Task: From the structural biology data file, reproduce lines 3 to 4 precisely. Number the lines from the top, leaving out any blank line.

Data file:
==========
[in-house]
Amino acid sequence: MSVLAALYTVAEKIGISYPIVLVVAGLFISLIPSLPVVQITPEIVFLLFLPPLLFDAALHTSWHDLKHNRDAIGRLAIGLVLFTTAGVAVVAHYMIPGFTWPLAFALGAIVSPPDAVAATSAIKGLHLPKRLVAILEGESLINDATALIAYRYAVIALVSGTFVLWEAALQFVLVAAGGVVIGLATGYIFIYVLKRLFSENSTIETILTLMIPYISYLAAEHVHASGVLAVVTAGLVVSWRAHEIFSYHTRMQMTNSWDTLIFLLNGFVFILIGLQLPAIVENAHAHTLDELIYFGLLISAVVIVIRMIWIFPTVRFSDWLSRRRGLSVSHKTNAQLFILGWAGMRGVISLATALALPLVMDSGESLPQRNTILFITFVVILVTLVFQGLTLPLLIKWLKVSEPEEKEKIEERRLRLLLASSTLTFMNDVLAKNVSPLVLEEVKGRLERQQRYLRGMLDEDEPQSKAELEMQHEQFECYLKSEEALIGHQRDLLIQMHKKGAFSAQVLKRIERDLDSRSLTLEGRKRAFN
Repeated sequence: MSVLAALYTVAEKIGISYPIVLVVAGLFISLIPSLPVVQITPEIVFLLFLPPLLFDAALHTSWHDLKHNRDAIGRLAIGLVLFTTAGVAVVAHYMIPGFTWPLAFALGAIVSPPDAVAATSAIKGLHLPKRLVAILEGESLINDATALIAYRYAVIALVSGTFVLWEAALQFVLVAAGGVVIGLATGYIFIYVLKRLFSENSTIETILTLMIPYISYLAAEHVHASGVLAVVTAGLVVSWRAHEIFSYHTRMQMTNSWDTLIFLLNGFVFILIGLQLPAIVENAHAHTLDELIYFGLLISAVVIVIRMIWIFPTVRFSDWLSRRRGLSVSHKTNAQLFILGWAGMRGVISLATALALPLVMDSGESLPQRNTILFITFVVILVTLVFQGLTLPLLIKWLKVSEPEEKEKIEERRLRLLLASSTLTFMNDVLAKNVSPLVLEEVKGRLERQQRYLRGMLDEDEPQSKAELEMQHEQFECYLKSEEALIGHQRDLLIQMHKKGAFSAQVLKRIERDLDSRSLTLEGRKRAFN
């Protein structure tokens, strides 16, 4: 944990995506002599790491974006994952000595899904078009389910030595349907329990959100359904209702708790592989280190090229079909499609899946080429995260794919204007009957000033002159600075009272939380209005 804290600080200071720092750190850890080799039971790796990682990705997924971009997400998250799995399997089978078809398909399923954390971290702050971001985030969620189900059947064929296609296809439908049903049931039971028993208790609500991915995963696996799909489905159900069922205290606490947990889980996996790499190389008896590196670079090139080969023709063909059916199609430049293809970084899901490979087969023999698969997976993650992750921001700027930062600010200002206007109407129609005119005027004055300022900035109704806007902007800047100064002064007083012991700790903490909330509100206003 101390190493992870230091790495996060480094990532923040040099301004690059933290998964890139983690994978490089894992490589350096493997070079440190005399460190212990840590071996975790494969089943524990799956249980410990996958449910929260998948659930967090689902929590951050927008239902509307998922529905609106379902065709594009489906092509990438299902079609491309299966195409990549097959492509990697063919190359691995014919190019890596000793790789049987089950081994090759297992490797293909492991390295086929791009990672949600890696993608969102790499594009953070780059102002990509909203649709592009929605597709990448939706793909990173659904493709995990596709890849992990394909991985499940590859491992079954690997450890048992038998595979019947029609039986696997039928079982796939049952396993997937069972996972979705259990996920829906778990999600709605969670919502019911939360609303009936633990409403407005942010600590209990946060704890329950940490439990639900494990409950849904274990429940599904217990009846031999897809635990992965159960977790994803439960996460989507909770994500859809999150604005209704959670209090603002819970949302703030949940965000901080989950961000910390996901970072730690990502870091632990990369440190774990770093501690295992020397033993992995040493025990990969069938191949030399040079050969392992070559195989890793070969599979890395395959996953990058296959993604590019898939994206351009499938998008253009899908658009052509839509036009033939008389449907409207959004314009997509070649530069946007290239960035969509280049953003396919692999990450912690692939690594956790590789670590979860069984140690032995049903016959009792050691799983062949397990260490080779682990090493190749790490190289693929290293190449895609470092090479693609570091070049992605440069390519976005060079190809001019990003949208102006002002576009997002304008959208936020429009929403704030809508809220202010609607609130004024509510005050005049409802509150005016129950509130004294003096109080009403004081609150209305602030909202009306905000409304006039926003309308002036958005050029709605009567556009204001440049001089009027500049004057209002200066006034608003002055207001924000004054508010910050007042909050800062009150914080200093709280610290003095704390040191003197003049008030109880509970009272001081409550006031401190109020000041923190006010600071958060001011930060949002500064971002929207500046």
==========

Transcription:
Repeated sequence: MSVLAALYTVAEKIGISYPIVLVVAGLFISLIPSLPVVQITPEIVFLLFLPPLLFDAALHTSWHDLKHNRDAIGRLAIGLVLFTTAGVAVVAHYMIPGFTWPLAFALGAIVSPPDAVAATSAIKGLHLPKRLVAILEGESLINDATALIAYRYAVIALVSGTFVLWEAALQFVLVAAGGVVIGLATGYIFIYVLKRLFSENSTIETILTLMIPYISYLAAEHVHASGVLAVVTAGLVVSWRAHEIFSYHTRMQMTNSWDTLIFLLNGFVFILIGLQLPAIVENAHAHTLDELIYFGLLISAVVIVIRMIWIFPTVRFSDWLSRRRGLSVSHKTNAQLFILGWAGMRGVISLATALALPLVMDSGESLPQRNTILFITFVVILVTLVFQGLTLPLLIKWLKVSEPEEKEKIEERRLRLLLASSTLTFMNDVLAKNVSPLVLEEVKGRLERQQRYLRGMLDEDEPQSKAELEMQHEQFECYLKSEEALIGHQRDLLIQMHKKGAFSAQVLKRIERDLDSRSLTLEGRKRAFN
């Protein structure tokens, strides 16, 4: 944990995506002599790491974006994952000595899904078009389910030595349907329990959100359904209702708790592989280190090229079909499609899946080429995260794919204007009957000033002159600075009272939380209005 804290600080200071720092750190850890080799039971790796990682990705997924971009997400998250799995399997089978078809398909399923954390971290702050971001985030969620189900059947064929296609296809439908049903049931039971028993208790609500991915995963696996799909489905159900069922205290606490947990889980996996790499190389008896590196670079090139080969023709063909059916199609430049293809970084899901490979087969023999698969997976993650992750921001700027930062600010200002206007109407129609005119005027004055300022900035109704806007902007800047100064002064007083012991700790903490909330509100206003 101390190493992870230091790495996060480094990532923040040099301004690059933290998964890139983690994978490089894992490589350096493997070079440190005399460190212990840590071996975790494969089943524990799956249980410990996958449910929260998948659930967090689902929590951050927008239902509307998922529905609106379902065709594009489906092509990438299902079609491309299966195409990549097959492509990697063919190359691995014919190019890596000793790789049987089950081994090759297992490797293909492991390295086929791009990672949600890696993608969102790499594009953070780059102002990509909203649709592009929605597709990448939706793909990173659904493709995990596709890849992990394909991985499940590859491992079954690997450890048992038998595979019947029609039986696997039928079982796939049952396993997937069972996972979705259990996920829906778990999600709605969670919502019911939360609303009936633990409403407005942010600590209990946060704890329950940490439990639900494990409950849904274990429940599904217990009846031999897809635990992965159960977790994803439960996460989507909770994500859809999150604005209704959670209090603002819970949302703030949940965000901080989950961000910390996901970072730690990502870091632990990369440190774990770093501690295992020397033993992995040493025990990969069938191949030399040079050969392992070559195989890793070969599979890395395959996953990058296959993604590019898939994206351009499938998008253009899908658009052509839509036009033939008389449907409207959004314009997509070649530069946007290239960035969509280049953003396919692999990450912690692939690594956790590789670590979860069984140690032995049903016959009792050691799983062949397990260490080779682990090493190749790490190289693929290293190449895609470092090479693609570091070049992605440069390519976005060079190809001019990003949208102006002002576009997002304008959208936020429009929403704030809508809220202010609607609130004024509510005050005049409802509150005016129950509130004294003096109080009403004081609150209305602030909202009306905000409304006039926003309308002036958005050029709605009567556009204001440049001089009027500049004057209002200066006034608003002055207001924000004054508010910050007042909050800062009150914080200093709280610290003095704390040191003197003049008030109880509970009272001081409550006031401190109020000041923190006010600071958060001011930060949002500064971002929207500046």